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Image: lisa’s scissors, posted at Flickr by Rena Tom under a Creative Commons License.

A childhood shearing is often a rite of passage. In Omotara James’ “Haircut”, it’s what the child passes into, while being shorn, that curls in a secret, sharp thicket at the centre of this poem.

Short, close-knit sentences build the poem in prose form. The only italics are a single line of bladed dialogue, issued by the mother holding a pair of scissors to her child: “I said don’t move.” Scent and sensation bubbles here, from the sizzle of the frying pan, the speaker’s longing for coconuts, the hot splattering of palm oil in the kitchen: this small, baleful domestic front builds itself in sensory strokes.

Trouble is the connective thread here. When the speaker thinks about laying her troubles on the tiled floor, of how she composes her limbs, she remembers being seven and shorn at the pubis by her mother. We receive the impression of vulva as flower, but not joyously petalling: “My girlhood, open as the morning / blinds, the light I wish was brighter. When Mom’s finished cutting, she / dusts the loose hairs like a janitor, underpaid.” In the world of the speaker’s present, her mother wants to know what her daughter does sexually with another woman. This is a gauntlet of incomprehension often faced by so many queer folk: to receive queer news, it must be yoked to sex. The poem blisters the underside of my tongue with this truth, white-hot as it is, honeysuckled with a warning: those who are ‘normal’ will always want to know how you work.

Your mother’s no exception. Hell, sometimes your mother’s at the front of the queue, brandishing a pair of long silver scissors, her hand steady. Sometimes we pay for the fruit of ourselves by these tithes of anatomy. The mother reaches into the daughter, pulling without permission.

Read “Haircut” here.
Omotara James’ chapbook Daughter Tongue appears as part of New-Generation African Poets: A Chapbook Box Set (Tano), published in 2018 by Akashic Books.

This is the twenty-second installment of Here for the Unicorn Blood, a Queer POC Poetry Reader which runs from June 1 – June 30. Historically, June commemorates the 1969 Stonewall Riots, heralded as the birth of the modern LGBTQ+ rights movement in the United States. #PrideMonth’s global significance, its unabashed celebration of queerness, its marshalling of non-heteronormative joy, resistance and tenacity, motivates this close reading series, which specifically engages the work of POC Queer Poets, in international space. People of colour have been vital to queerness before queerness had a name: this is one way to witness that, to embed my reading practice in it, and to raise my brown, queer fist in yes.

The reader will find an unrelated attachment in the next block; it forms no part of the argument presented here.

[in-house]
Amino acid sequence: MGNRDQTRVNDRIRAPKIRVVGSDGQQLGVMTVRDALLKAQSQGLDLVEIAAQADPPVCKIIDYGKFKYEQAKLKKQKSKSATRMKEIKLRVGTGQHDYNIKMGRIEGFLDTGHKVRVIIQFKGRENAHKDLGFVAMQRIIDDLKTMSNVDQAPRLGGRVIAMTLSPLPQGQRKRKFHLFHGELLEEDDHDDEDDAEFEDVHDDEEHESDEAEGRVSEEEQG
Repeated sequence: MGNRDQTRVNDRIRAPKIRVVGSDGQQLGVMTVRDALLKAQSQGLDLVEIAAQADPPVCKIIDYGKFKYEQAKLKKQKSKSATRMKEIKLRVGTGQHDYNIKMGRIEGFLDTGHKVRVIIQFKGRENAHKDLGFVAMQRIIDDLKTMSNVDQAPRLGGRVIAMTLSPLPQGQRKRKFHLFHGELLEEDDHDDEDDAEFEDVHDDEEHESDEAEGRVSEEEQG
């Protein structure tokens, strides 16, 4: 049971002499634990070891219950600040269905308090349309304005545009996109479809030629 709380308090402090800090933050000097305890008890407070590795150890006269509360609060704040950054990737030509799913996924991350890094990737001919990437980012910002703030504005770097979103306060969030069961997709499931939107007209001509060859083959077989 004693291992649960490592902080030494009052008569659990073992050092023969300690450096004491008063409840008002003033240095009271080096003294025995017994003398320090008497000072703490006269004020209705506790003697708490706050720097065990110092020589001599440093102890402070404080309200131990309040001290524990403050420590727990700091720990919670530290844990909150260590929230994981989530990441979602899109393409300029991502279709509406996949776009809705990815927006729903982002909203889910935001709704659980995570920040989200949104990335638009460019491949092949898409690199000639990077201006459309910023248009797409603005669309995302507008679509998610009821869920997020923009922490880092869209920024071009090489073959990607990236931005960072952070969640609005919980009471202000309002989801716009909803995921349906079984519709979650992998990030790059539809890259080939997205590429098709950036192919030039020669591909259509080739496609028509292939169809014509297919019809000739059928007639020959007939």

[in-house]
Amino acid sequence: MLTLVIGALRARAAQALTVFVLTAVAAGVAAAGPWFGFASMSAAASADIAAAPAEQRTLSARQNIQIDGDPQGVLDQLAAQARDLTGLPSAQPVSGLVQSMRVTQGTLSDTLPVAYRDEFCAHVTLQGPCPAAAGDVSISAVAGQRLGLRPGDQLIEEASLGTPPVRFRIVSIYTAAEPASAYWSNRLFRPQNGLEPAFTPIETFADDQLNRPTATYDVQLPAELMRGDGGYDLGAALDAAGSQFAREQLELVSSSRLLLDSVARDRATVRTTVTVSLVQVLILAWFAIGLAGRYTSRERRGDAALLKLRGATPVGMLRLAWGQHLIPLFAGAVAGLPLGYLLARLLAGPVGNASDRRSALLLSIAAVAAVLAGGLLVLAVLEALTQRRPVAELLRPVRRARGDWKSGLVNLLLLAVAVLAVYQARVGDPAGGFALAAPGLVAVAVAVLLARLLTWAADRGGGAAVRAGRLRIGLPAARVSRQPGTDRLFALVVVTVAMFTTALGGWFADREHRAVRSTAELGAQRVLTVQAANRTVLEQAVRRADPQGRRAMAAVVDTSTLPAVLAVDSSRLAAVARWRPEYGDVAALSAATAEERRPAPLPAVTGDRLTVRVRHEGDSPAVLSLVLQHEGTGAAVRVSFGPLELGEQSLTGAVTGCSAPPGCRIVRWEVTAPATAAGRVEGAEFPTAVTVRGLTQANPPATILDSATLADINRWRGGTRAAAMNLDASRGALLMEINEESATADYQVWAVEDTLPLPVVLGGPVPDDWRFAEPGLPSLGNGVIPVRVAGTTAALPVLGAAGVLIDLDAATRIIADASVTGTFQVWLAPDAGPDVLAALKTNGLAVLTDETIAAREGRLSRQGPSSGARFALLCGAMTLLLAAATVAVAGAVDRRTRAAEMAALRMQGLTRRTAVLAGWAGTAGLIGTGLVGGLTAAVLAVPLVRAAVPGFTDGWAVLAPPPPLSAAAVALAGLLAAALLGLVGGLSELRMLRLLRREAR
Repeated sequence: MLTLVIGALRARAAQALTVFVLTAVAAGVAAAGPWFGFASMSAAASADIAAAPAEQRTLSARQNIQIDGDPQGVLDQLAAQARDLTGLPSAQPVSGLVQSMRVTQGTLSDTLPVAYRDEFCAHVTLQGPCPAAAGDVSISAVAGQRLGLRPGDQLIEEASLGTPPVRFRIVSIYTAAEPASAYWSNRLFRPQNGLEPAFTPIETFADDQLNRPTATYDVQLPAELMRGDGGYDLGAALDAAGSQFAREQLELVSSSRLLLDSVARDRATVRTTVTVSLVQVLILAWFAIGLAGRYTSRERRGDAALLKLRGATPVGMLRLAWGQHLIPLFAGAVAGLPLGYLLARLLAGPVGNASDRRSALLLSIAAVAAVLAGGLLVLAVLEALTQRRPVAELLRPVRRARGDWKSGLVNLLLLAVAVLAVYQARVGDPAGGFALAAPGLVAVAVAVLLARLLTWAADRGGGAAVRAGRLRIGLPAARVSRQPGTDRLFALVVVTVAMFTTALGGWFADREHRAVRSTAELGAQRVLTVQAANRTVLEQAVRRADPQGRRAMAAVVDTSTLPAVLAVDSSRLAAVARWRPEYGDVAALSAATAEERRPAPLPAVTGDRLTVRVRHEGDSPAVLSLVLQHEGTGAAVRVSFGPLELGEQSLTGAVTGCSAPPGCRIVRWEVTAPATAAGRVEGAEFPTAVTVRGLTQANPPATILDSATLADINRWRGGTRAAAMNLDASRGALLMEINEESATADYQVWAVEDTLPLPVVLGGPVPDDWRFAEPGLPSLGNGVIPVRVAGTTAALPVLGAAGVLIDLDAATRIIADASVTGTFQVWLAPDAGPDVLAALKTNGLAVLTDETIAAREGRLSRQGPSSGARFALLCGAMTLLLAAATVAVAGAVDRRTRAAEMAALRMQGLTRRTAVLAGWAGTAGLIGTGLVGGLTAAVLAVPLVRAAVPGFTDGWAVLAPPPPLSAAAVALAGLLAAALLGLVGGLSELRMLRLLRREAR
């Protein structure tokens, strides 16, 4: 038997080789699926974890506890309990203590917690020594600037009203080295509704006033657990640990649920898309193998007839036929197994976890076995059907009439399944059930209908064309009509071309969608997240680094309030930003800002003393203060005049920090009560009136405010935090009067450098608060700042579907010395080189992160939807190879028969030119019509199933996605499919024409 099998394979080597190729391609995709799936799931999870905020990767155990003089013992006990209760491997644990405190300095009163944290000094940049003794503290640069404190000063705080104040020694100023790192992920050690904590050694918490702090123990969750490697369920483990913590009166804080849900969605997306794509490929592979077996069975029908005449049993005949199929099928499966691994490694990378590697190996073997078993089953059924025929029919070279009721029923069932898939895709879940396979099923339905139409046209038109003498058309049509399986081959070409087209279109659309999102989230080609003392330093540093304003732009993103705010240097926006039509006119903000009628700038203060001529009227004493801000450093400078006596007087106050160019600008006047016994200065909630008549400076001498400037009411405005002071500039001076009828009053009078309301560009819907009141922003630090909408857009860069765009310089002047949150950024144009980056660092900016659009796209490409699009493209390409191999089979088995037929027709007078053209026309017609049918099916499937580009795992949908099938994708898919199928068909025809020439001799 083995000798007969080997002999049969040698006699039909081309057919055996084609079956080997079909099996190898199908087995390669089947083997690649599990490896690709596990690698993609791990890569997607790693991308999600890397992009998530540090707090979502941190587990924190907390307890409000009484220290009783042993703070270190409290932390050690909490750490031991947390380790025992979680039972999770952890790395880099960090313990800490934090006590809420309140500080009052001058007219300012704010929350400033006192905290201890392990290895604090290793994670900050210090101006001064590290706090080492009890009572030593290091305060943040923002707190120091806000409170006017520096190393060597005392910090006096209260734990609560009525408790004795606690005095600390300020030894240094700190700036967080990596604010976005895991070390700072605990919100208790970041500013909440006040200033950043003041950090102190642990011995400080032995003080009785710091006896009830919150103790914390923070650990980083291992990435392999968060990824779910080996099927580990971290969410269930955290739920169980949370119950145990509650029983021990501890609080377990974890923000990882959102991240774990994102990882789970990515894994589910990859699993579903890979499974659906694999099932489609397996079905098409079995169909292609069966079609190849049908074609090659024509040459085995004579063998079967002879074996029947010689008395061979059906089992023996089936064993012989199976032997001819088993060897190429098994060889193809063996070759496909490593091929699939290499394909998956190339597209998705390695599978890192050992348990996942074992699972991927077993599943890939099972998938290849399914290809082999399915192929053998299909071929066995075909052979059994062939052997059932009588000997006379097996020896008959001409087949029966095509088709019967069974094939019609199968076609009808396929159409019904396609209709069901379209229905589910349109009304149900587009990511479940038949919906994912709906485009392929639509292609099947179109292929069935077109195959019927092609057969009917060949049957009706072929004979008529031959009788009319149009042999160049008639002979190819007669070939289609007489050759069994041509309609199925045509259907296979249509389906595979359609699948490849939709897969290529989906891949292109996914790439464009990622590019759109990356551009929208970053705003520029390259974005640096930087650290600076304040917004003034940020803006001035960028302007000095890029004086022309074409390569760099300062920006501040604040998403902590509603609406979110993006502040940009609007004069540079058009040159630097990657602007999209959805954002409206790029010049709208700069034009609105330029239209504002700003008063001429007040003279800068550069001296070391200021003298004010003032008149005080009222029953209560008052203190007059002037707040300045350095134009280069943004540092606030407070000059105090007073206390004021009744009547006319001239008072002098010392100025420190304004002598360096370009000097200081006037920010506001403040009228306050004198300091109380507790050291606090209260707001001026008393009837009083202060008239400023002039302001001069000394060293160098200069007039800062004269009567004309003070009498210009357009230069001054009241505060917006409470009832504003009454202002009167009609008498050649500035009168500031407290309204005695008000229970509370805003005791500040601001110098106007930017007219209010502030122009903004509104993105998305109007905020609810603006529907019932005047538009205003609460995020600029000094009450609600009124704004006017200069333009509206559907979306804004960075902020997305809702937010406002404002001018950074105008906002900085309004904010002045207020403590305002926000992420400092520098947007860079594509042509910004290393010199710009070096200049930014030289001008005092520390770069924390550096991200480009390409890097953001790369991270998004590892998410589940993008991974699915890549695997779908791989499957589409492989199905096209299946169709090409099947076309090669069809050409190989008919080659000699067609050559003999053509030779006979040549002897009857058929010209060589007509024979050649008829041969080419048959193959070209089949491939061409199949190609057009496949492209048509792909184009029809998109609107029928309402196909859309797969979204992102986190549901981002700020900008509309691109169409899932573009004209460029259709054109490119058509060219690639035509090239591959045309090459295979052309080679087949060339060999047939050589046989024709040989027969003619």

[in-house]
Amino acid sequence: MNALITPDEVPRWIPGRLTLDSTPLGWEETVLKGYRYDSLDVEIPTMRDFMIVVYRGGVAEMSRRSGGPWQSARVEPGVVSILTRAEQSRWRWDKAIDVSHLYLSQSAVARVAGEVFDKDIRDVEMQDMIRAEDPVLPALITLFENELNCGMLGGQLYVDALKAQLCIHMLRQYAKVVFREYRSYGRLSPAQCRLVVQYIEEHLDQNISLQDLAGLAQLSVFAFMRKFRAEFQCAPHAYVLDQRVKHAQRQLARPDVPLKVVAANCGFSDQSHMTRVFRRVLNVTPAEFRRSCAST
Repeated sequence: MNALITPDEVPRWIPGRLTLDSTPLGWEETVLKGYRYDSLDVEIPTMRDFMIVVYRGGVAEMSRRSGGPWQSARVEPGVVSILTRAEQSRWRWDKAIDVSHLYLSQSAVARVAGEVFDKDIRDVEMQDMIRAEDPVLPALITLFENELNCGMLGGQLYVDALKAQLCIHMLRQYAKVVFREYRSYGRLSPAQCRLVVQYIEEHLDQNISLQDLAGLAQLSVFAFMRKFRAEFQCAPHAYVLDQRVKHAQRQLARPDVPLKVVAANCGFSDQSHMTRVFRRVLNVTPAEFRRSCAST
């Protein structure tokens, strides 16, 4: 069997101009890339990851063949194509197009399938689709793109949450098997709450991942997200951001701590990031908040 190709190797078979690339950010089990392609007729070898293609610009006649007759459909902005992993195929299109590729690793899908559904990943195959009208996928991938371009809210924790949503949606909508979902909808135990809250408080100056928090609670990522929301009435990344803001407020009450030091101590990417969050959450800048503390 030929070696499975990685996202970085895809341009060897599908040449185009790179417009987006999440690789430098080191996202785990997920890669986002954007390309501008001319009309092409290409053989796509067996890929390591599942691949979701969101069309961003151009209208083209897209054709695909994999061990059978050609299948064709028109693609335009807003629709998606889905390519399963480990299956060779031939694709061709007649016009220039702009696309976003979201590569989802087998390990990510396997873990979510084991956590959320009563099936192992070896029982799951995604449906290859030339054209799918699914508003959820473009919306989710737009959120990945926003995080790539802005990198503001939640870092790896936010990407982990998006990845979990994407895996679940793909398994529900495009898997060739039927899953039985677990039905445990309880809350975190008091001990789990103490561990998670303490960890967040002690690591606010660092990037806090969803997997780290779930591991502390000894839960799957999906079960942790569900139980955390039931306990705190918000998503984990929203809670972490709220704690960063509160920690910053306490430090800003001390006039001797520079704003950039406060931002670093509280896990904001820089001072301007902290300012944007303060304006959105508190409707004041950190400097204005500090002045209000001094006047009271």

“The Name of the Poem is “Discovery”” – Deneka Thomas

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Image: Orion Sword, posted at Flickr by anttler under a Creative Commons License.

We’ve all dreamed of other worlds than these. In Deneka Thomas’ “The Name of the Poem is “Discovery””, witness how black queer longing vaults itself beyond the firmament of Earth. Witness how the voice yearning for more finds a foothold in the deepest reaches of (un)known space.

Listen, darlings. Space? It’s not just for white people. This poem knows it. This poem wants to “find the biggest dipper for the collection of any spillage. / Hurtle and orbit as close as it can to the sun”. What I like best about Thomas’ ambitions for the piece is that she isn’t afraid to cast the interstellar die far, watch it scatter into the slipstream of multiple possibilities, myriad ways of imagining (wo)man’s configuration with the fantastic, the speculative, the weird.

Topographically, the poem takes us from sky to sea, and the effects are vertiginous. If you were to map the physical progression of these verses, your drawing would take you to locations both celestial and maritime. It’s not haphazard: the clarity of desire here is its own astrological method. If the speaker of the poem, the one issuing it commands through an unnamed proxy, gives any indication of their own desires, then the evidence points to them being achingly similar: the speaker hungers, as the poem is instructed to do. The speaker, like the poem, perhaps needs the call of instruction, to touch herself.

“Tell the poem to spill its seabed loose. / Remind it of its defence.” In language as honed as a martial blade, suited to dethicketing purpose, Thomas clears a path to the stars, or the seas, or the land on which “a pack of wild African dogs” roams. If this poem is called discovery, what does it say about the expeditioner, galaxy-hearted, who has summoned it? Look heavenward, discoverer.

Read “The Name of the Poem is “Discovery”” here.
Deneka Thomas is the winner of the 2018 First Citizens National Poetry Slam – Trinidad & Tobago.

This is the twenty-first installment of Here for the Unicorn Blood, a Queer POC Poetry Reader which runs from June 1 – June 30. Historically, June commemorates the 1969 Stonewall Riots, heralded as the birth of the modern LGBTQ+ rights movement in the United States. #PrideMonth’s global significance, its unabashed celebration of queerness, its marshalling of non-heteronormative joy, resistance and tenacity, motivates this close reading series, which specifically engages the work of POC Queer Poets, in international space. People of colour have been vital to queerness before queerness had a name: this is one way to witness that, to embed my reading practice in it, and to raise my brown, queer fist in yes.